The other thing that struck me was how vulnerable they were at their live concerts – no effective protection at all.  At the end of the concert at Shea Stadium they ran to a limo and sped off. But if they’d had to run from the stage to the dressing room area, they would have been torn to pieces by fans breaking through the barriers, and being chased by fleet-footed policemen (who must have got the most exercise in their career, being on guard at a Beatles concert).

As we watched the footage of the Shea Stadium concert, digitally remastered, so we could hear the music the Beatles made (which they never heard at the time, as the music was drowned out by the screams), we saw many wonderful cameos of audience behaviour.  There were girl screaming in hysterics, overwhelmed by emotion, to a point where they seemed to be in distress; others screaming just as loud, but in ecstacy; every so often there was an indifferent looking male, standing there  with immobile face in the midst of mass fervour ; other men just smiling quietly; there was a mother handing out tissues to her overwhelmed daughters; girls just listening with smiles of joy on their faces; others gazing in rapture, in a state of absolute bliss. And standing at the side, quiet, restrained, appraising, watchful: Brian Epstein, of whom Paul said, “The thing about Brian was – he was Class. Liverpool Class. That was what Brian was. Well-spoken, well dressed.”

And in the middle of this, John’s humour into the microphone: “oooh, look at her.” And Paul’s charm, ever-present then, exactly as it is now 50 years later, when he performs to mass audiences: “I want everybody over there, and everybody over there – yes, you, all of you, and all of you over there, to clap along.”  When we saw him at Cardiff Millennium Stadium a few years ago, he said, “How are you all getting along up there at the back?”

And the fabulous cheeky, innocent humour at press conferences. When the boys were asked, “Why do you think you are so popular and successful?” John replied, “we really haven’t got the slightest idea. If we knew, we’d start another group, and become managers.”

And then there was the bizarre period when John caused an international incident by saying the Beatles were more popular than Jesus. At the press conference where he knew he would have to apologise, we listened to what he said, and had that terrible feeling that John was trying to dig himself out of a hole by digging himself further into it. As Paul said, “You could tell he wanted to finish with a joke but knew he couldn’t… we were all scared, and we all knew it was very serious. We had all been bought up with a religious background.”

When the boys were asked to account for their fans’ reaction to them, and the screaming, they appeared bemused. They observed that the screams grew louder when they shook their heads. In fact, body language was how Ringo managed to know whereabouts in a song they were, in the huge concerts: he couldn’t hear the music at all. He said, “I watched Paul’s arse, and John’s arse, and when they shook their heads and when they tapped their feet,” and that was how I worked out whereabouts in the song we were.” And astonishingly, when listening to the digitally remastered recording, we can see that despite not being able to hear each other, they were all in tune, and together. Paul observed how instinctive they were with each other, musically, because of their close relationships, and the fact that they knew each other so well. They were good at what they did he said, simply because they did it so much.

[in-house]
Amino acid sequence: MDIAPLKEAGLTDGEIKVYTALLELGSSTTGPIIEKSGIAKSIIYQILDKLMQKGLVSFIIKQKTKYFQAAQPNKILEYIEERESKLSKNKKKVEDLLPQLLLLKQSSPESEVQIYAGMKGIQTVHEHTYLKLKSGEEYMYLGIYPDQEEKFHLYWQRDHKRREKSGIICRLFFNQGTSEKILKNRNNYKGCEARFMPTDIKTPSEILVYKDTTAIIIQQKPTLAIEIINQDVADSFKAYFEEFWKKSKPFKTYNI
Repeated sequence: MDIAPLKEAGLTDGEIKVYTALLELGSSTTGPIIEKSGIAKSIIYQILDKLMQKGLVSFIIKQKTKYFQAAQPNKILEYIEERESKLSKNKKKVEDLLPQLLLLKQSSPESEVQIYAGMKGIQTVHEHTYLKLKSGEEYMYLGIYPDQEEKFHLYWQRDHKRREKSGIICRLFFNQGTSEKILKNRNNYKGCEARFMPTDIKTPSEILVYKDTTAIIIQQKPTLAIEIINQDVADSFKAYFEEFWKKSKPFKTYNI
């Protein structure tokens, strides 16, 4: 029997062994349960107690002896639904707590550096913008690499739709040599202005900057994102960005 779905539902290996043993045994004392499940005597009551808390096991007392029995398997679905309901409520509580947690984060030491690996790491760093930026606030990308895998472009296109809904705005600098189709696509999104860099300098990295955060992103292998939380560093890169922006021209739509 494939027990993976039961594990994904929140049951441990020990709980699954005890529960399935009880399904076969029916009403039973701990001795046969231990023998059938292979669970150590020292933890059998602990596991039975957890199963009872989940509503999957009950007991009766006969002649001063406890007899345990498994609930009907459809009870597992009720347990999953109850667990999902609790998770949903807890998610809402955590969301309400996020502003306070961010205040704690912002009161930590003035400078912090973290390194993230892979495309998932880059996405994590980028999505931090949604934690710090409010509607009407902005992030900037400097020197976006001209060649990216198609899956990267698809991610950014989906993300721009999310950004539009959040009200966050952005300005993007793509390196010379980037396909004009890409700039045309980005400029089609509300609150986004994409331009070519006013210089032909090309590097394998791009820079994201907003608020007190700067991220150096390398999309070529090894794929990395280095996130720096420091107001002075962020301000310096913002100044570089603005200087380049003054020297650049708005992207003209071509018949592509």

There was such a poignant contrast between the first concerts the Beatles did, and the concert at Shea Stadium, and the very last public performance ever on the rooftop of the Apple offices in Savile Row.  As people gathered in the street down below and watched, curious, bemused, and silent, it was sobering to reflect that they had no idea they were witnessing the very last pubic performance ever, of what history would judge to be the best pop group ever, and the most astonishing social phenomenon of the twentieth century. What a huge historical moment that was – and all were unconscious of it at the time.











Thank you to the “dream buyers” who bought my books on Saturday at the Coombe Abbey Festival of Crafts. 20160910_094309-1 They needed no promotional chat of any kind from me, (which I’ve discovered is counter-productive), studied my banner, reviews and blurbs closely, and recognised that the stories were just their type of thing.20160910_094239-1

Abigail, Jamie and I enjoyed our time at the local author stall in the Craft Marquee at the festival despite the rain and damp – though I feared my books might be starting to curl!


Thank you too to another stallholder, Holly Webster, who came over to me to look at my books and to chat about her own urban dark fantasy novels. I’ve looked her up on Amazon and  though the horror element in her novel Blood Borne is much  darker than my usual taste, curiosity may lead me to download on my Kindle!

Thank you also to the lady who came over and bought a copy of “Mystical Circles” and said, “I shall read this today and review it tomorrow.”

Now all I need is for buyers like this to be increased a hundredfold!20160910_09395420160910_094001-120160910_094112-1-120160910_094239-1